An entire village yours for less than $13m

The entire Tasmanian village of Tarraleah is for sale.

How much would you pay for the picturesque Tasmanian village of Tarraleah? 

Well if you’re looking to secure the recently refurbished tourist town you will need deep pockets, with Knight Frank Hobart tipping the town will sell for $11-$13 million.

Built in the 1930s by the Hydro Electric Commission, the sale of 33 buildings includes a spa, Art-Deco style cottages, several reception venues, an office, cabins, cafe, church and a bar and restaurant.

Tarraleah was originally built to house migrant workers for Tasmania’s Hydro Electric Commission.

Tarraleah was originally built to house migrant workers for Tasmania’s Hydro Electric Commission.

The 145ha property also includes 35 highland cattle and 74 hectares of farmland that has been re-zoned, providing potential buyers with the opportunity to further develop the town.

Located 126km north-west of Hobart, the town was originally designed to house 2,000 people but it was largely abandoned in the 1990s.

The town’s Art Deco buildings have been lovingly restored by current owner and developer Julian Homer over the past 13 years.

Tarraleah has a number of different cottages, cabins and accommodation venues.

Tarraleah has a number of different cottages, cabins and accommodation venues.

Tarraleah has an annual turnover of $2 million and has become a popular wedding destination.  The retail and hospitality businesses currently employ 20-25 people in the summer and 4-5 in the cooler months of the year.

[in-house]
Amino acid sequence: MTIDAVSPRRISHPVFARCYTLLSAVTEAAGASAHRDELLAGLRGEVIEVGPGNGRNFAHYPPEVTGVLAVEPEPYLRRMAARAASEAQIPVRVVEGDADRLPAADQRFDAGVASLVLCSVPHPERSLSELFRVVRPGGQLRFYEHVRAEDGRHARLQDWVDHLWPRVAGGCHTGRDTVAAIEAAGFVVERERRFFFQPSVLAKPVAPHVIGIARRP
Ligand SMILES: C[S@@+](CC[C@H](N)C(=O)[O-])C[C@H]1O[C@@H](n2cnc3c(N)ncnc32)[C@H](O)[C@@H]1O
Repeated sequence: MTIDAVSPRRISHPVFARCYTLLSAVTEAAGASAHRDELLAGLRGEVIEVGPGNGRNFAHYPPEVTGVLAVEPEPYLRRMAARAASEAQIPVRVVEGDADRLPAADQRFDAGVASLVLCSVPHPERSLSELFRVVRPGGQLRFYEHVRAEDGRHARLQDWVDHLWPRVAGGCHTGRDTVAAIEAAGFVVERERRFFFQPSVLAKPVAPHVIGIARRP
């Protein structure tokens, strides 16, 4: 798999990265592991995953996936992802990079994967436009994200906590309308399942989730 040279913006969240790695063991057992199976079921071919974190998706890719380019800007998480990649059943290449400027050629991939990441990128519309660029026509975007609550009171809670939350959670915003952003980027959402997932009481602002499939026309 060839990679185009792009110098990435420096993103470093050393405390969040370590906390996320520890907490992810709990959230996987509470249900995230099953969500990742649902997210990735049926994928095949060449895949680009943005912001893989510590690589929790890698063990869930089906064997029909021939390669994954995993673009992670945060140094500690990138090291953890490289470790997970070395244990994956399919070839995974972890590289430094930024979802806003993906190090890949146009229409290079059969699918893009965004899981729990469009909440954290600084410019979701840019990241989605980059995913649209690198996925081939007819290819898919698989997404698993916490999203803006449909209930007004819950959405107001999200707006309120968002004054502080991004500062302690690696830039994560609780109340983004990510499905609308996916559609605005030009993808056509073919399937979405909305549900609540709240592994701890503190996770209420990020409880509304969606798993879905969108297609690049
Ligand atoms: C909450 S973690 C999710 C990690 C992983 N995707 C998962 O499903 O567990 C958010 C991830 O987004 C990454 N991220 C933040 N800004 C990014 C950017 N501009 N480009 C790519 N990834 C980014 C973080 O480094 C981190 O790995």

While potential buyers include one church group and several overseas parties, most who have looked at buying the village plan to continue operating it as tourist destination.

“Most groups are looking at it based on a tourism use. But someone could turn it back into a town with some permanent occupation,” says  John Blacklow, Manager of Hotels and Motel Business at Knight Frank Hobart.

The Art Deco beauty of the town’s buildings has been restored by owner and developer Julian Homer.

The Art Deco beauty of the town’s buildings has been restored by owner and developer Julian Homer.

“It’s a great wedding venue with a church there and three to four different function venues,” he says.

While the sale of the entire village has seen 50 different local and international media companies from Singapore, Germany, the UK contact Knight Frank including the BBC and The Straight Times get in touch, it’s the impressive restoration that is attracting potential buyers.

“It is exceptional.  The whole town has been done up to first class standards” he says.